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How the Stages of Menopause Can Affect Your Psoriasis

By Claire Gillespie
Reviewed by Allison Truong, M.D.
November 21, 2022

Menopause is a completely normal part of life—it’s when a woman stops having periods and can no longer get pregnant naturally. For most women, menopause happens during their 40s or 50s, and it’s preceded by a stage known as perimenopause, which usually lasts for about four years.

During perimenopause, women may experience hot flashes, sleep disruptions, and mood changes. But that’s not all. If you have psoriasis, you may also find that your psoriatic symptoms worsen before or during menopause. Why? And what can you do about it?

The Connection Between Psoriasis and Menopause

In one study, published in Cutis, almost half of the women studied reported their psoriasis flared after menopause. Only 2 percent said their symptoms improved.

Scientists still don’t know exactly how psoriasis and menopause may be connected, but research suggests that it’s the hormone changes of menopause that impact psoriasis flares.

During perimenopause, a woman’s ovaries make less of the hormone estrogen, explains London doctor and dermatology registrar Cristina Psomadakis.

“We think it is due to estrogen’s ability to influence the body’s immune response, down-regulating the production of T-cells and certain chemokines, and enhancing anti-inflammatory effects,” she says. The fact that estrogen levels drop markedly during menopause and that some women see an increase in psoriasis symptoms during menopause supports the hypothesis that psoriasis can be affected by fluctuating sex hormones, she says.

By comparison, the majority of pregnant women with psoriasis notice an improvement in their psoriatic symptoms during pregnancy—another time of life that’s characterized by significant rises in both estrogen and progesterone levels. Women with psoriasis sometimes report psoriasis flares immediately post-delivery, when hormone levels drop sharply.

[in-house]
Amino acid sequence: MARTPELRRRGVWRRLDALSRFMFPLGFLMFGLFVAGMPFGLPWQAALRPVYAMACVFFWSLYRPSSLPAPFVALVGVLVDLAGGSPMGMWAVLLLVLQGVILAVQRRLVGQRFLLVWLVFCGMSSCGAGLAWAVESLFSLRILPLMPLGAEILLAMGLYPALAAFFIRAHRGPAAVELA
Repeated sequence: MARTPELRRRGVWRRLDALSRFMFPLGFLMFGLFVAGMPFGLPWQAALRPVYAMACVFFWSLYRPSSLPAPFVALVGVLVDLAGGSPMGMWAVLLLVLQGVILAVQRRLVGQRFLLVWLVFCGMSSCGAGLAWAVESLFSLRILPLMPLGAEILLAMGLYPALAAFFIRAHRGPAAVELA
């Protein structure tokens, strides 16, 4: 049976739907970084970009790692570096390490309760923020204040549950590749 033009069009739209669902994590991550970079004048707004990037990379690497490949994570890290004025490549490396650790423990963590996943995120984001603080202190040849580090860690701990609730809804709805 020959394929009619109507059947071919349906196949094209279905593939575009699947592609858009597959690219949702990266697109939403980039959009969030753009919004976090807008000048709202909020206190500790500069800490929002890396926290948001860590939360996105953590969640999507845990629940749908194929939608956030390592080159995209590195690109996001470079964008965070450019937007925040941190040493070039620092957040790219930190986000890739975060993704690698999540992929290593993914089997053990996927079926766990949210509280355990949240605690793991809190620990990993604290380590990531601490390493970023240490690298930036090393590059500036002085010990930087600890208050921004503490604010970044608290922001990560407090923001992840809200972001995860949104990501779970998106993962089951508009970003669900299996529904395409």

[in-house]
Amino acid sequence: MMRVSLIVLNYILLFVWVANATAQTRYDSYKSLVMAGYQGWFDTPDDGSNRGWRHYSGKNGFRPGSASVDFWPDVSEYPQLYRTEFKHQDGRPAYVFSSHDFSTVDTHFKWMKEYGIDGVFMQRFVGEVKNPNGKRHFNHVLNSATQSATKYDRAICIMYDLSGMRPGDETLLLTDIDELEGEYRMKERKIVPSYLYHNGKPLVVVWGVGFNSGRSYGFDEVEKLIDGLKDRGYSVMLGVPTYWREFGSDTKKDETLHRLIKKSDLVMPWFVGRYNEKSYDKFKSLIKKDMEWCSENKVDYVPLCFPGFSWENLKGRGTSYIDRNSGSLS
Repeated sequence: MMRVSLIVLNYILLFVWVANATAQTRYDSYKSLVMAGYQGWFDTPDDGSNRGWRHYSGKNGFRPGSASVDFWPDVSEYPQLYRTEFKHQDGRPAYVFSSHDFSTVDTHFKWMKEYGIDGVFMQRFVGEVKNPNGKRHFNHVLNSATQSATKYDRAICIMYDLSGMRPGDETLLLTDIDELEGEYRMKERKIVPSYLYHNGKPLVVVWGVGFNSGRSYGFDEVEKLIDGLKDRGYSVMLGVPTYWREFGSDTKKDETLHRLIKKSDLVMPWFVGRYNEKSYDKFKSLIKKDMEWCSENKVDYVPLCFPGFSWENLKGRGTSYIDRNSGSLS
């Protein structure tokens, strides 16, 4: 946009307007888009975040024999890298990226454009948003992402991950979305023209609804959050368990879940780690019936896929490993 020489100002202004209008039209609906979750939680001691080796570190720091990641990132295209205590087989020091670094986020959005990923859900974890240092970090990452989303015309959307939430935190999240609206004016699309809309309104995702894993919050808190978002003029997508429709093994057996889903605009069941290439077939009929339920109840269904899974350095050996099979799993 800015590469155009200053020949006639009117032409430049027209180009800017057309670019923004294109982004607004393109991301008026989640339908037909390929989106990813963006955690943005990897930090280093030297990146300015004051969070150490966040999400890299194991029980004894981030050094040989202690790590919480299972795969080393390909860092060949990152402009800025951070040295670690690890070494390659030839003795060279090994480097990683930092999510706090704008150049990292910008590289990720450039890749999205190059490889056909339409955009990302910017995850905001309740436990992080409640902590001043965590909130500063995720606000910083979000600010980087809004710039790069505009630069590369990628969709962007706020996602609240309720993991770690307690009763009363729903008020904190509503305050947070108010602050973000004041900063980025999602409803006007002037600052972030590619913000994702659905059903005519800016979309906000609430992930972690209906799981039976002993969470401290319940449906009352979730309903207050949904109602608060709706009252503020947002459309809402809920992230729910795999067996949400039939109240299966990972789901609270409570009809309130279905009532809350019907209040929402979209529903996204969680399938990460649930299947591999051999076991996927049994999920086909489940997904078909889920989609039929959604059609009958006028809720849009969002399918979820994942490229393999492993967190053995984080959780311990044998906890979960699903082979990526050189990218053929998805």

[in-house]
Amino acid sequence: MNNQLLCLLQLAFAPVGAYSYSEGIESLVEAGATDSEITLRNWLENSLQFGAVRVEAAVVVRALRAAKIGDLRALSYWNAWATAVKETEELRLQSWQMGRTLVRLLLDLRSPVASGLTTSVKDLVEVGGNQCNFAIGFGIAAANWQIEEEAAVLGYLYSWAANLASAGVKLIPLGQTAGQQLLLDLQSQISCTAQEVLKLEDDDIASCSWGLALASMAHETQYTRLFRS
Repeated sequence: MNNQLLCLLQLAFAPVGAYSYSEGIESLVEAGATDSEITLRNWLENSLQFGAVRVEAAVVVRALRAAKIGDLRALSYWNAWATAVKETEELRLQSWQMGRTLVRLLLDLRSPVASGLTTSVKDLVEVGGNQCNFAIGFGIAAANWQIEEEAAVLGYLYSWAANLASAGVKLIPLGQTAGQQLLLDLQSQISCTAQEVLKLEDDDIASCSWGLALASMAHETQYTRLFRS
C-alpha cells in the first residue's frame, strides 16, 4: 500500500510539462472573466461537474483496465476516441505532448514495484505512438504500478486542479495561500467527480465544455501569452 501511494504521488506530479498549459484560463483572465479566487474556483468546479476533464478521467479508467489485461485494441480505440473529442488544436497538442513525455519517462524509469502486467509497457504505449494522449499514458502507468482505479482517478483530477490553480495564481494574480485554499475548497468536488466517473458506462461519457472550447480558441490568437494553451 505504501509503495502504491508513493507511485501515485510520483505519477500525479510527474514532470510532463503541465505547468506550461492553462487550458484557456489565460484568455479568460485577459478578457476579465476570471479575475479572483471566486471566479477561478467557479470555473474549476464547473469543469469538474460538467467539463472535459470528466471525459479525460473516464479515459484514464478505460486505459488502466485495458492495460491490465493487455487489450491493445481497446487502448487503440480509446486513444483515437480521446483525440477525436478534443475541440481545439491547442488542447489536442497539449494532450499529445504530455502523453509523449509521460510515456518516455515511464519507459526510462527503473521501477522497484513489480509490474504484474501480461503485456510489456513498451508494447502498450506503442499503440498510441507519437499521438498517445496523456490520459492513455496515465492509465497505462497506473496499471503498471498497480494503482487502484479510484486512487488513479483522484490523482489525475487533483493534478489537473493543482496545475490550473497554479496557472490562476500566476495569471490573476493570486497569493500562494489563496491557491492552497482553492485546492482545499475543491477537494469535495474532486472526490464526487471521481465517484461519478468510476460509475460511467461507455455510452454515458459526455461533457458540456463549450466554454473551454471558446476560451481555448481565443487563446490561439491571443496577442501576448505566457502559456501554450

“When women are pregnant and estrogen levels are high, we tend to see an improvement clinically in some patients’ psoriasis,” says board-certified dermatologist Janiene Luke, M.D., F.A.A.D., a member of the Skin of Color Society Board of Directors. “The evidence in the literature tells us that female hormones—estrogen, in particular—can affect the severity of psoriasis in some patients.”

Can Psoriatic Disease Cause Early Menopause?

Most women experience menopause between ages 40 and 58, with the average age being 51, says The North American Menopause Society. According to the Mayo Clinic, about 1 percent of women experience menopause before age 40, which is known as premature menopause. This may happen when the ovaries stop producing typical levels of reproductive hormones, which may stem from genetic factors, autoimmune disease, or, in many cases, may have no known cause. There are other causes of early menopause, too, for example, when a surgeon has to remove the ovaries for a medical reason.

There’s still not enough research to say definitively whether psoriatic disease can cause early menopause, but one study of more than 1.7 million women of reproductive age, published in Fertility and Sterility, found that participants with chronic inflammatory diseases—including psoriasis—were up to five times more likely to experience menopause before the age of 45 or premature ovarian failure before the age of 40.